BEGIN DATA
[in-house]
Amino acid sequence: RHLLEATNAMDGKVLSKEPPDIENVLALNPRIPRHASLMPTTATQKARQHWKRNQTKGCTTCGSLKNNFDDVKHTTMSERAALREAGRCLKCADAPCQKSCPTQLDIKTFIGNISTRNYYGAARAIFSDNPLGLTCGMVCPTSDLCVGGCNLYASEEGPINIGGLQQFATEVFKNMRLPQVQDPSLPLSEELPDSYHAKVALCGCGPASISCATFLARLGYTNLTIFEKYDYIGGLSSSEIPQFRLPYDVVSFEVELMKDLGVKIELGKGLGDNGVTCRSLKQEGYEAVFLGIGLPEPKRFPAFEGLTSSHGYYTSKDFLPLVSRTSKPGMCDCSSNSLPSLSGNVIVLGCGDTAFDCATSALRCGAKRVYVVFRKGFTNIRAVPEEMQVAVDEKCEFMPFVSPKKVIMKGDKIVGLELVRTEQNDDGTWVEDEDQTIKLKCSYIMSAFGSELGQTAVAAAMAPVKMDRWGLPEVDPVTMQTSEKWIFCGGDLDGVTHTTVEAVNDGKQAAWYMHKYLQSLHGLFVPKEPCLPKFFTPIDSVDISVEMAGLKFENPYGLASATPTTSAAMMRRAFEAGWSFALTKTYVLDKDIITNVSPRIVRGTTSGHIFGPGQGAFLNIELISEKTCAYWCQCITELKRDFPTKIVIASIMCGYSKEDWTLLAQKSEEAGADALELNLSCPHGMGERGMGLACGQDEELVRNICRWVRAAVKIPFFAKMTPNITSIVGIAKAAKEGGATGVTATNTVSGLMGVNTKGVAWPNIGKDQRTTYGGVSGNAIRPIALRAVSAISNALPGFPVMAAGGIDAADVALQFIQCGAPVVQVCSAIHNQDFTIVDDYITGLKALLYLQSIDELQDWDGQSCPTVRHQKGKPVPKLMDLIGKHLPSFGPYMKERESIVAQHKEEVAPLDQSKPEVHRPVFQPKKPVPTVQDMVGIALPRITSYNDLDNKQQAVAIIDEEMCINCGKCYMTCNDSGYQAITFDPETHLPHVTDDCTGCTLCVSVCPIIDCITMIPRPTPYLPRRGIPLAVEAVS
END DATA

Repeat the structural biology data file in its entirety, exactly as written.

[in-house]
Amino acid sequence: RHLLEATNAMDGKVLSKEPPDIENVLALNPRIPRHASLMPTTATQKARQHWKRNQTKGCTTCGSLKNNFDDVKHTTMSERAALREAGRCLKCADAPCQKSCPTQLDIKTFIGNISTRNYYGAARAIFSDNPLGLTCGMVCPTSDLCVGGCNLYASEEGPINIGGLQQFATEVFKNMRLPQVQDPSLPLSEELPDSYHAKVALCGCGPASISCATFLARLGYTNLTIFEKYDYIGGLSSSEIPQFRLPYDVVSFEVELMKDLGVKIELGKGLGDNGVTCRSLKQEGYEAVFLGIGLPEPKRFPAFEGLTSSHGYYTSKDFLPLVSRTSKPGMCDCSSNSLPSLSGNVIVLGCGDTAFDCATSALRCGAKRVYVVFRKGFTNIRAVPEEMQVAVDEKCEFMPFVSPKKVIMKGDKIVGLELVRTEQNDDGTWVEDEDQTIKLKCSYIMSAFGSELGQTAVAAAMAPVKMDRWGLPEVDPVTMQTSEKWIFCGGDLDGVTHTTVEAVNDGKQAAWYMHKYLQSLHGLFVPKEPCLPKFFTPIDSVDISVEMAGLKFENPYGLASATPTTSAAMMRRAFEAGWSFALTKTYVLDKDIITNVSPRIVRGTTSGHIFGPGQGAFLNIELISEKTCAYWCQCITELKRDFPTKIVIASIMCGYSKEDWTLLAQKSEEAGADALELNLSCPHGMGERGMGLACGQDEELVRNICRWVRAAVKIPFFAKMTPNITSIVGIAKAAKEGGATGVTATNTVSGLMGVNTKGVAWPNIGKDQRTTYGGVSGNAIRPIALRAVSAISNALPGFPVMAAGGIDAADVALQFIQCGAPVVQVCSAIHNQDFTIVDDYITGLKALLYLQSIDELQDWDGQSCPTVRHQKGKPVPKLMDLIGKHLPSFGPYMKERESIVAQHKEEVAPLDQSKPEVHRPVFQPKKPVPTVQDMVGIALPRITSYNDLDNKQQAVAIIDEEMCINCGKCYMTCNDSGYQAITFDPETHLPHVTDDCTGCTLCVSVCPIIDCITMIPRPTPYLPRRGIPLAVEAVS